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Hillary Clinton lost to Donald Trump because people tend not to like being talked down to by over-privileged, out-of-touch elites

By Mary Kenny

Most commentators seemed to believe that Hillary Clinton was a shoo-in for the American presidential election in 2016.But the first doubt was planted in my own mind after a conversation in New York in the spring.

Esther was a classical New York Democrat - a near-contemporary of Hillary Clinton with a special interest in the arts. Her Jewish family had been in the clothing business when she was growing up.

"But the garment trade has been completely destroyed in New York," she said. "No item of clothing in any store is now made in America. Everything comes from China, or overseas."

This led her to remarking that she thought Donald Trump had a point about the way globalisation had disadvantaged American workers.

Trump might be coarse and vulgar and inexperienced in politics, but she added: "He'd hire good people. He knows how to use talent".

Whether she changed a lifetime's habit of voting Democrat when it came to the ballot I don't know, but she saw the way the wind was blowing and she alerted me to its course.

Many women wanted Hillary to win because she would become the first woman president and she had earned it with her years of political investment.

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But I don't believe she lost because of misogyny or prejudice against a woman leader - Americans idolised Margaret Thatcher and Angela Merkel's authority reigns undiminished.

Hillary lost, at least partly, because she was perceived as embedded in the liberal-elite establishment, whom some describe as 'the Brahmins'.

This alludes, not to the high Indian caste, but to the patrician class which once held sway over New England, 'the Boston Brahmins' - rich folk, posh folk, a plutocracy who embrace 'liberal' values such as open immigration (since it provides cheaper servants) and the 'Brahmins' themselves seldom have to compete for the lower wages which often follow.

The Clintons' wealth clearly put them into this bracket - after resigning as secretary of state, Hillary made nearly $22m in speaking fees - $1.8m for eight speeches alone - and many of her fees came from big banks and Wall Street.

And that's the same pattern which applies to the rise of the much-disparaged 'populism' in so many places. 'Populism' is regarded as something negative, but it's surely a reaction against the 'Brahmins' and the evident disparity in income between the elite and average earners.

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We read that, in 1948, the executive class in an Illinois town were paid two-and-half-times that of the average worker. By 2014, the bosses were being paid 486 times that of the ordinary employee.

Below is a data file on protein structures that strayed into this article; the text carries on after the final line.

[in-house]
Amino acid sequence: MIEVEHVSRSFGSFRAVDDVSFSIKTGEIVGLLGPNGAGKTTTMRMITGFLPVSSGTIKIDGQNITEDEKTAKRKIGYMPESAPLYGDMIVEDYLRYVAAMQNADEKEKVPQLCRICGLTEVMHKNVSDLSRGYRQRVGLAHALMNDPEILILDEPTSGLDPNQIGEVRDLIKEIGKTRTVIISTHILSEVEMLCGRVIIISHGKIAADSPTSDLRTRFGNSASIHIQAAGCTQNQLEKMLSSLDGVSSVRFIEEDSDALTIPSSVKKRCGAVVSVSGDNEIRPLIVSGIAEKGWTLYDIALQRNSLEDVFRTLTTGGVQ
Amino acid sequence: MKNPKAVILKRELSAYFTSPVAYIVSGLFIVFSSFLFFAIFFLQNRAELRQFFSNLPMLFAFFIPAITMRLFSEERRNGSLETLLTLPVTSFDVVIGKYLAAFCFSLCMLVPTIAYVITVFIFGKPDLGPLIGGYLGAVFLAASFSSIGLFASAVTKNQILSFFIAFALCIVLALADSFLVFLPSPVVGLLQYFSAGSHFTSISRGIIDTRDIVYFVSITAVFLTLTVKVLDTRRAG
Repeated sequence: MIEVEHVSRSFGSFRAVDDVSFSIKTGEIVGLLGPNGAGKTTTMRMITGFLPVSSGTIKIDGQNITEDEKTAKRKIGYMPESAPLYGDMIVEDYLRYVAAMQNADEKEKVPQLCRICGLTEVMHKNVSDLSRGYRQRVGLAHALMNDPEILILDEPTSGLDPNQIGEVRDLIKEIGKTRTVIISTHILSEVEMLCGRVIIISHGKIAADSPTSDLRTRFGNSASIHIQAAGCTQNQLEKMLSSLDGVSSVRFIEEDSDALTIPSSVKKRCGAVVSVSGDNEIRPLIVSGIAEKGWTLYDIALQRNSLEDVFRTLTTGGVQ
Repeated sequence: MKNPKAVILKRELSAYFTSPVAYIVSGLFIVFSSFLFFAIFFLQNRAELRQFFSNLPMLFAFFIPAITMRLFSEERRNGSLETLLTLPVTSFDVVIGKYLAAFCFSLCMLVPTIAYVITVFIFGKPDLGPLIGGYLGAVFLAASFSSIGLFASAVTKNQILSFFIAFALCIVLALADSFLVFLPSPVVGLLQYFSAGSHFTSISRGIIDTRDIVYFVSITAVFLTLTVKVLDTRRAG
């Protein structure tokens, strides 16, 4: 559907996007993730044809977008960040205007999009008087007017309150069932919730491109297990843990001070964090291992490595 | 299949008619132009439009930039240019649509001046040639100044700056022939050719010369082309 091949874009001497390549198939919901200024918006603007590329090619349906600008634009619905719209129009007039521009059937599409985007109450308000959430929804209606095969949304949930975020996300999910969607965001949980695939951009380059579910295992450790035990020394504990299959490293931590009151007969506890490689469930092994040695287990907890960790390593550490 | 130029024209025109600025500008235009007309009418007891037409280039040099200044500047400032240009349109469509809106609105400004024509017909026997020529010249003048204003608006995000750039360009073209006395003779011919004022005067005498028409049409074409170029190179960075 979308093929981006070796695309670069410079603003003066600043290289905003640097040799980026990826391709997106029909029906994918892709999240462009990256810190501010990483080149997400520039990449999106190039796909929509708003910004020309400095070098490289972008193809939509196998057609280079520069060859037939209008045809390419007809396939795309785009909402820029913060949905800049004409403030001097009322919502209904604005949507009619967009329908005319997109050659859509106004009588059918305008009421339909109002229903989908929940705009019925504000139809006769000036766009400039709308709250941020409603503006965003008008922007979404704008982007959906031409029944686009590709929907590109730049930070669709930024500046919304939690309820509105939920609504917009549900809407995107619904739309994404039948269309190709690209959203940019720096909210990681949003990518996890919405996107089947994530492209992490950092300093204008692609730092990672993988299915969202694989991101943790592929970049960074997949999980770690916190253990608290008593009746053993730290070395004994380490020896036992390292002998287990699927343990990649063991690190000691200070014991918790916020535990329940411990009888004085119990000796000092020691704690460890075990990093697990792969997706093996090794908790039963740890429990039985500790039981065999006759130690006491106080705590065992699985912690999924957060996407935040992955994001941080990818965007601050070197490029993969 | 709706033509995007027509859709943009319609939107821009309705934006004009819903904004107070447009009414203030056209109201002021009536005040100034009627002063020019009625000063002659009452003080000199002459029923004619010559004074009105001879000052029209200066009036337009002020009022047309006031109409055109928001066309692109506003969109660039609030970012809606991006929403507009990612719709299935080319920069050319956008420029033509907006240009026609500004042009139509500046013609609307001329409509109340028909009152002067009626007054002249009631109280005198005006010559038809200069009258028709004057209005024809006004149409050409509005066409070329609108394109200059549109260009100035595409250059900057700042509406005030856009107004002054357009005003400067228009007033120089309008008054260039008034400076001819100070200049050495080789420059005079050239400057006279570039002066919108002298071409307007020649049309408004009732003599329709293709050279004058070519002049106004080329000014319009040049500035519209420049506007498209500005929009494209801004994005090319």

The 'Brahmin' class is not just about money; it's about an air of superiority, of disparaging poorer people or people without a college education - 'the deplorables', as Mrs Clinton called the Trump voters. This pattern was also apparent during the Brexit vote. It was fashionable Hampstead against decidedly unfashionable Sunderland.

The showbusiness celebrities, be it Bono, Bruce Springsteen, Graham Norton or Bob Geldof, who add their voices and lend their support to these perceived elites may only serve to alienate ordinary people further - who feel they are being lectured by a glittering and over-privileged class.

And it's also about values, including old-style patriotism. Most ordinary people feel a sense of patriotism as a natural attachment to their heritage and tradition, including, often, their religious traditions - globalised economics and secularised ideas have tended to iron out and exclude a simpler adherence to 'faith and fatherland', which may be summed up in such catchphrases as 'make America great again'.

I felt sorry for Mrs Clinton in defeat, because it was patent that she had worked so hard throughout the campaign and maybe because I noticed that, while her presentation was glossy, she had begun to walk like an older woman.

I felt sorry for her when it was repeatedly said that Hillary wasn't 'likeable': that she exuded entitlement, but not warmth.

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Donald Trump hasn't been very 'likeable', either, but women find it more hurtful to be disliked than men do. And the end of a dream always brings a sense of personal failure. It's hard to look in the mirror and think: "I've done my best, and still, I've been found wanting."

But, as President-elect Trump says, now is the time for the binding of wounds and uniting national endeavours.

It's evident that we face troubled times and the world needs wise stewardship. But the political class - everywhere - must learn this lesson, from Trumpism as much as from Brexit: democracy means tuning your ears to the sensibilities of the people and picking up on grassroots problems with empathy.

The pride of a 'Brahmin' caste will always be penalised where it has lost touch.

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